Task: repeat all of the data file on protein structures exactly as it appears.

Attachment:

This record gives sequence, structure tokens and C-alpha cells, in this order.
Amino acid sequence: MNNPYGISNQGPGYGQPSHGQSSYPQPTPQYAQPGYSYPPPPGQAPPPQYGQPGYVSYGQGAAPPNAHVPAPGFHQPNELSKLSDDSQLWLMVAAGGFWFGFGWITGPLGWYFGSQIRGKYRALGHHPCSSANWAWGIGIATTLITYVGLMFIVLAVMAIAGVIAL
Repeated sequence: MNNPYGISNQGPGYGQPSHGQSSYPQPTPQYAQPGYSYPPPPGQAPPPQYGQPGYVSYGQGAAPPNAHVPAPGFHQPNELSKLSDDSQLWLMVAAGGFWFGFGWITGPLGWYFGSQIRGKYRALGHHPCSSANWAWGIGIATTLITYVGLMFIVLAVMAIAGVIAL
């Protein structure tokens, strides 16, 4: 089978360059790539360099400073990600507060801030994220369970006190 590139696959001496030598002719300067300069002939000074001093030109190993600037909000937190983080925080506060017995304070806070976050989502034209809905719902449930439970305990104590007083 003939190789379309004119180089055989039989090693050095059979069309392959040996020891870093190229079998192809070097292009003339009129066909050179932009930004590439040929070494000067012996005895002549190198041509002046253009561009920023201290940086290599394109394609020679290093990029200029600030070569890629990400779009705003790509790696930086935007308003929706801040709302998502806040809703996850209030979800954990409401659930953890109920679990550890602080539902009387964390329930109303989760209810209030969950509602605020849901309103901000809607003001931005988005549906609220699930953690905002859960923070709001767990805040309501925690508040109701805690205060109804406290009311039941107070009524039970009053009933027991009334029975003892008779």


This record gives sequence, structure tokens and C-alpha cells, in this order.
Amino acid sequence: MNNPYGISNQGPGYGQPSHGQSSYPQPTPQYAQPGYSYPPPPGQAPPPQYGQPGYVSYGQGAAPPNAHVPAPGFHQPNELSKLSDDSQLWLMVAAGGFWFGFGWITGPLGWYFGSQIRGKYRALGHHPCSSANWAWGIGIATTLITYVGLMFIVLAVMAIAGVIAL
Repeated sequence: MNNPYGISNQGPGYGQPSHGQSSYPQPTPQYAQPGYSYPPPPGQAPPPQYGQPGYVSYGQGAAPPNAHVPAPGFHQPNELSKLSDDSQLWLMVAAGGFWFGFGWITGPLGWYFGSQIRGKYRALGHHPCSSANWAWGIGIATTLITYVGLMFIVLAVMAIAGVIAL
């Protein structure tokens, strides 16, 4: 089978360059790539360099400073990600507060801030994220369970006190 590139696959001496030598002719300067300069002939000074001093030109190993600037909000937190983080925080506060017995304070806070976050989502034209809905719902449930439970305990104590007083 003939190789379309004119180089055989039989090693050095059979069309392959040996020891870093190229079998192809070097292009003339009129066909050179932009930004590439040929070494000067012996005895002549190198041509002046253009561009920023201290940086290599394109394609020679290093990029200029600030070569890629990400779009705003790509790696930086935007308003929706801040709302998502806040809703996850209030979800954990409401659930953890109920679990550890602080539902009387964390329930109303989760209810209030969950509602605020849901309103901000809607003001931005988005549906609220699930953690905002859960923070709001767990805040309501925690508040109701805690205060109804406290009311039941107070009524039970009053009933027991009334029975003892008779």